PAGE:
Kelly Reichardt's evocative and wise tale of frontier life, begins with the discovery of two skeletons in the woods. An unnamed young woman (Arrested Development's Alia Shawkat) and her dog—echoing the human-and-canine pair at the center of Reichardt's 2008 road story Wendy and Lucy—come upon the bones in the modern day Pacific Northwest. Then we flash back to a time when the Oregon territory was far less developed, an era of perilous opportunity and rampant exploitation, and meet Cookie (John Magaro), a bashful and unassuming cook for a team of unruly fur trappers. Eventually, he befriends the wandering King-Lu (Orion Lee), a Chinese immigrant who claims to be fleeing some Russians. The two stumble on an opportunity to make some money: A wealthy landowner (Toby Jones) brings the first cow to the region, and Cookie and King-Lu decide to steal the cow's milk at night and use it to bake sweet honey biscuits, which they sell at the local market. The story has an allegorical quality, gently pulling at classic American notions of hope, ambition, and deception. Reichardt, who chronicled a similar historical period in 2010's neo-Western Meek's Cutoff and an equally rich male friendship in 2006's buddy comedy Old Joy, has a gentle human touch that never veers into sentimentality. On a literal and metaphoric level, she knows where the bodies are buried.

Where to watch: Rent on Amazon, iTunes, Vudu, and YouTube.

Director: Steve McQueen
In a year defined by keeping one’s distance, there might not be a more enviable film on this list than Lovers Rock, which is primarily set at a sensuous reggae house party in 1980s London. In the second entry of his Small Axe anthology, Steve McQueen eschews most traditional characterization in favor of pure carnal spectacle, observing as bodies grind the night away to sexy grooves and soulful vocals. Shabier Kirchner’s gauzy digital cinematography captures every bead of sweat on the faces of the partygoers, all hypnotized by the music and intoxicated by their passion. Although Lovers Rock features a lovely romance at its center between two strangers who attend the soiree (Micheal Ward and Amarah-Jae St. Aubyn), McQueen’s focus remains squarely on the event as microcosm for the Black British community. He never lets you forget that the house party is an act of rebellion, an insurrectionary gesture by a marginalized and oppressed people simply trying to live free in their country. McQueen abandons any sort of narrative thread and in lieu throws us into the midst of sumptuous and sensational night of good company, good food, and good music. The night follows a group of first and second generation young Brits of West Indian descent. Some find love. Some find companionship. Some find comfort and adoration after a frightening scare. Some find an escape from the muddy world outside the safety of the walls. This is a community of people that share the good times and the bad times together. However, at the heart of this film is a complete adoration for the community that McQueen holds so dearly. Lovers Rock is a masterful depiction of life as part of the West Indies community in England. A life that despite centuries of plays, TV, film, and other forms of entertainment in England, is nearly invisible. Through his Small Axe anthology series, McQueen is offering more than just a window into the lives of people who call the U.K. their home; he is putting us in their shoes to experience the highs and lows. With Lovers Rock, he gives nothing but that glorious high.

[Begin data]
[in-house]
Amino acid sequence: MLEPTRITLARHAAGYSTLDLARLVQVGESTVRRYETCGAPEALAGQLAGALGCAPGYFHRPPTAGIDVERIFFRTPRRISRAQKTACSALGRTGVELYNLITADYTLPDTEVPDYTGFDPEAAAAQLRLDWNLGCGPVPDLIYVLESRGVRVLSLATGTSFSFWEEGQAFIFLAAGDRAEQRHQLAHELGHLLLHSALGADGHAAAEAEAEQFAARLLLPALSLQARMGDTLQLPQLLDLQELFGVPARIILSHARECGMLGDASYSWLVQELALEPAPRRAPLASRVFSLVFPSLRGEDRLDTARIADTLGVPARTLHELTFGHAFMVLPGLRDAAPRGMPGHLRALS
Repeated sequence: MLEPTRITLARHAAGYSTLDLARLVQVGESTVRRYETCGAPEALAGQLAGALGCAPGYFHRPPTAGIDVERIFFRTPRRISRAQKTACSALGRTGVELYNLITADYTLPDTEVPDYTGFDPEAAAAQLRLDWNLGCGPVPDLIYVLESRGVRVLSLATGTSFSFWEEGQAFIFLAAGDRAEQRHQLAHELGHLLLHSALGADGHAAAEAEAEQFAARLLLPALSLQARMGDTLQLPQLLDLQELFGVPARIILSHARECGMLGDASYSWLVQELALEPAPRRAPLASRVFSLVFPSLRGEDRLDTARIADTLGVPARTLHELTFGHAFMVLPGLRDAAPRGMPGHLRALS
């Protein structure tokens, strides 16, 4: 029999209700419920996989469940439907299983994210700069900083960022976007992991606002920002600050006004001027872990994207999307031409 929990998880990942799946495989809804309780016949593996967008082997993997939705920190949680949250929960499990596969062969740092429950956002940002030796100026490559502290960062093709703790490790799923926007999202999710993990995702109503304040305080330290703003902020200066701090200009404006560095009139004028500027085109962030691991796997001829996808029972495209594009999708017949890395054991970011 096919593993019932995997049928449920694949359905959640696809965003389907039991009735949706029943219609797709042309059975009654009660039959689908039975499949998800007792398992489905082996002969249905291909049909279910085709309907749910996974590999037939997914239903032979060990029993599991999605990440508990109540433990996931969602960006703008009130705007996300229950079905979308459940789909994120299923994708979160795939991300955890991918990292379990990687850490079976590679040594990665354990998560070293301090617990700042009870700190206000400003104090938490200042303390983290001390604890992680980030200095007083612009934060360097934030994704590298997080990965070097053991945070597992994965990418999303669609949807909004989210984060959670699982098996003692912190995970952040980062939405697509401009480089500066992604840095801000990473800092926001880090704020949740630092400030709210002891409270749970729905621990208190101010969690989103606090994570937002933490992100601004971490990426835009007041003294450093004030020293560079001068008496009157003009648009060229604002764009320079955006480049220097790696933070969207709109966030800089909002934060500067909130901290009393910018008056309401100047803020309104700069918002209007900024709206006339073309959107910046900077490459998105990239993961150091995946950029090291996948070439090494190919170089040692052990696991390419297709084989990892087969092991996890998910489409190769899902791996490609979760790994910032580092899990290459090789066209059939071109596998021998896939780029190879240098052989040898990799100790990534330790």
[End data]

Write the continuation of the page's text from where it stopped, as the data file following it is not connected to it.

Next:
Where to watch: Amazon Prime.

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"Never Rarely, Sometimes Always


"Cinema Retrospective-2020"